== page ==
While the stories in this collection can be hit or miss, those that succeed are well-imagined and richly textured.



Myka’s fiction debut is a collection of short stories set in Romania about the complications that arise—in suburban homes and in brothels, among families, friends, and lovers—when Romanian and Western cultures collide.

These stories focus on their characters' isolation as they struggle to find a place in an unfamiliar world. Although related, not all the stories are created equal. “Lessons in Romanian” and “Manna from Heaven” look at American women working in Romania and, in both the protagonists' alienation from and uncertainty about their environment, emphasize an estrangement from American culture as well. But while “Manna” uses food—more specifically live meat—as an engaging way to explore its subject, “Lessons” is a more cursory treatment, without intricacy or substance. Similarly, when the first story in the collection introduces us to Dragos, a boy living in a Romanian orphanage, it makes obvious connections that take expected, tiresome routes. Later, however, in “Song of Sleep,” we meet Dragos as an adult recently married to an American woman. What follows is a complicated, emotionally nuanced view of their relationship that manages to ring true to human experience while feeling as though it could take place only on a small farm in the remote Romanian countryside. The longest tale in the collection, “Song of Sleep” is perhaps also the strongest; we want Dragos' marriage to succeed, but the struggles it faces will not be denied, and the bleak realities of life on the farm only emphasize this. The most consistently compelling stories are those centered on Irina, following her from a 13-year-old surviving on the streets (“Rol Dobos”) to a young woman working in a brothel (“Palace Girls”). Her struggle to find agency in a world that thrives on the powerless is underscored by a forceful determination that leaves the reader both impressed and slightly afraid for her.

While the stories in this collection can be hit or miss, those that succeed are well-imagined and richly textured.

Pub Date: Sept. 15, 2015

ISBN: 978-1-886157-99-6

Page Count: 215

Publisher: BkMk/Univ. of Missouri-Kansas City

Review Posted Online: June 30, 2015

Kirkus Reviews Issue: July 15, 2015

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It's being called a novel, but it is more a hybrid: short-stories/essays/confessions about the Vietnam War—the subject that O'Brien reasonably comes back to with every book. Some of these stories/memoirs are very good in their starkness and factualness: the title piece, about what a foot soldier actually has on him (weights included) at any given time, lends a palpability that makes the emotional freight (fear, horror, guilt) correspond superbly. Maybe the most moving piece here is "On The Rainy River," about a draftee's ambivalence about going, and how he decided to go: "I would go to war—I would kill and maybe die—because I was embarrassed not to." But so much else is so structurally coy that real effects are muted and disadvantaged: O'Brien is writing a book more about earnestness than about war, and the peekaboos of this isn't really me but of course it truly is serve no true purpose. They make this an annoyingly arty book, hiding more than not behind Hemingwayesque time-signatures and puerile repetitions about war (and memory and everything else, for that matter) being hell and heaven both. A disappointment.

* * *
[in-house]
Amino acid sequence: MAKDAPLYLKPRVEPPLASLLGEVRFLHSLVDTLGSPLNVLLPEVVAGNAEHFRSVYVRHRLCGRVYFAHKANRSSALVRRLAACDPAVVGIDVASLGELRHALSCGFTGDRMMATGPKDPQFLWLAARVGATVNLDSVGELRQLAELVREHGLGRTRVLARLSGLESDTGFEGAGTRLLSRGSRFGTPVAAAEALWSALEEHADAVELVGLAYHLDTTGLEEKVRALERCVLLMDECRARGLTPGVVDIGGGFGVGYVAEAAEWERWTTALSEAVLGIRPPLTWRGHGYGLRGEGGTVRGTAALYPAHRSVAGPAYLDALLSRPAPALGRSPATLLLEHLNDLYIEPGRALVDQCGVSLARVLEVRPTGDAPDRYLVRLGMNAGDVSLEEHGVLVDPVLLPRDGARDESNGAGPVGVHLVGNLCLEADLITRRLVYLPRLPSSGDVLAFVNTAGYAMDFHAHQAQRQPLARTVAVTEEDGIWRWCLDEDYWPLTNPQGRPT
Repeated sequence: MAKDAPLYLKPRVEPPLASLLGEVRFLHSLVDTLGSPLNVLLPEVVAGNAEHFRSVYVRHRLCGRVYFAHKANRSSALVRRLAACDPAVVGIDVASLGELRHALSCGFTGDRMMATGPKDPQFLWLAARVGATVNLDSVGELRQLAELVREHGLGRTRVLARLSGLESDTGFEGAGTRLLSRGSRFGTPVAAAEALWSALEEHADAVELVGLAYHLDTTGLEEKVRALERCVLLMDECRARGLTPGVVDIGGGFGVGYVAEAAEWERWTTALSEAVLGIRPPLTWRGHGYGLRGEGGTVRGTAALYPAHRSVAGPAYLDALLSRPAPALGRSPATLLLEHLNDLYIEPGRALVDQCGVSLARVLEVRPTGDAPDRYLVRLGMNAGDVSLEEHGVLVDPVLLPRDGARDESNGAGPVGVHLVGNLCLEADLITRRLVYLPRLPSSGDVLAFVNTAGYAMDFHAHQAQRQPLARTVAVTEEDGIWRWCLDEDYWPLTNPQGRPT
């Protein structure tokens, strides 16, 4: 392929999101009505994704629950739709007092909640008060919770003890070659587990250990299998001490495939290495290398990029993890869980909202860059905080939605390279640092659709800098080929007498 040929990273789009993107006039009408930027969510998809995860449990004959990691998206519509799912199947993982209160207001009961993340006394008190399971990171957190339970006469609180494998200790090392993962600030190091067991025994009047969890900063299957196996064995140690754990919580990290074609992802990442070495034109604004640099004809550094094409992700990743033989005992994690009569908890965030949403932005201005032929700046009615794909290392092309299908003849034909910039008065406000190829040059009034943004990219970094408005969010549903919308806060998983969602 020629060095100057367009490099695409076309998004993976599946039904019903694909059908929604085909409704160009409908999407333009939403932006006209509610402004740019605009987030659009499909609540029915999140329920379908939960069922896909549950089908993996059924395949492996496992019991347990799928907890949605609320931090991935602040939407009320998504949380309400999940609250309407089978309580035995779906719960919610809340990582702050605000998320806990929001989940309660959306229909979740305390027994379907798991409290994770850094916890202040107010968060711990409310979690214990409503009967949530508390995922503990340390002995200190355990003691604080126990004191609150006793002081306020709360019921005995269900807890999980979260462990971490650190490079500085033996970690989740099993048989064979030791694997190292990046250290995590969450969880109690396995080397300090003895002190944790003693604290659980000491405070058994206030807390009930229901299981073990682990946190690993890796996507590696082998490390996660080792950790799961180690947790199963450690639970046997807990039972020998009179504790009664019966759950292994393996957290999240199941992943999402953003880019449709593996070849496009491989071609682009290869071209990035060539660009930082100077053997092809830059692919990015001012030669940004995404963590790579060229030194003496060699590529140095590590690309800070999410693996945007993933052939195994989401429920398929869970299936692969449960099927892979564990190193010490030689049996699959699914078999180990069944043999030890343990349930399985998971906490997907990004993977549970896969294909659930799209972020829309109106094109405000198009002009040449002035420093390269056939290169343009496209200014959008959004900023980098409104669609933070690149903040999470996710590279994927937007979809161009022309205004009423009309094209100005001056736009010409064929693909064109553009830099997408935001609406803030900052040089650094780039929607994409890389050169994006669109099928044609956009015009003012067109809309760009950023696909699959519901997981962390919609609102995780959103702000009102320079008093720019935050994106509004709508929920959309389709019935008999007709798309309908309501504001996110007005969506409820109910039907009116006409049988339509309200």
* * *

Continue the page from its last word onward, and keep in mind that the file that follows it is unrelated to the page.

Pub Date: March 28, 1990

ISBN: 0618706410

Page Count: 256

Publisher: Houghton Mifflin

Review Posted Online: Oct. 2, 2011

Kirkus Reviews Issue: Feb. 15, 1990

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Visionary speculative stories that will change the way readers see themselves and the world around them: This book delivers...

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Exploring humankind's place in the universe and the nature of humanity, many of the stories in this stellar collection focus on how technological advances can impact humanity’s evolutionary journey.

Chiang's (Stories of Your Life and Others, 2002) second collection begins with an instant classic, “The Merchant and the Alchemist’s Gate,” which won Hugo and Nebula awards for Best Novelette in 2008. A time-travel fantasy set largely in ancient Baghdad, the story follows fabric merchant Fuwaad ibn Abbas after he meets an alchemist who has crafted what is essentially a time portal. After hearing life-changing stories about others who have used the portal, he decides to go back in time to try to right a terrible wrong—and realizes, too late, that nothing can erase the past. Other standout selections include “The Lifecycle of Software Objects,” a story about a software tester who, over the course of a decade, struggles to keep a sentient digital entity alive; “The Great Silence,” which brilliantly questions the theory that humankind is the only intelligent race in the universe; and “Dacey’s Patent Automatic Nanny,” which chronicles the consequences of machines raising human children. But arguably the most profound story is "Exhalation" (which won the 2009 Hugo Award for Best Short Story), a heart-rending message and warning from a scientist of a highly advanced, but now extinct, race of mechanical beings from another universe. Although the being theorizes that all life will die when the universes reach “equilibrium,” its parting advice will resonate with everyone: “Contemplate the marvel that is existence, and rejoice that you are able to do so.”

Visionary speculative stories that will change the way readers see themselves and the world around them: This book delivers in a big way.

Pub Date: May 8, 2019

ISBN: 978-1-101-94788-3

Page Count: 368

Publisher: Knopf

Review Posted Online: Feb. 17, 2019

Kirkus Reviews Issue: March 1, 2019

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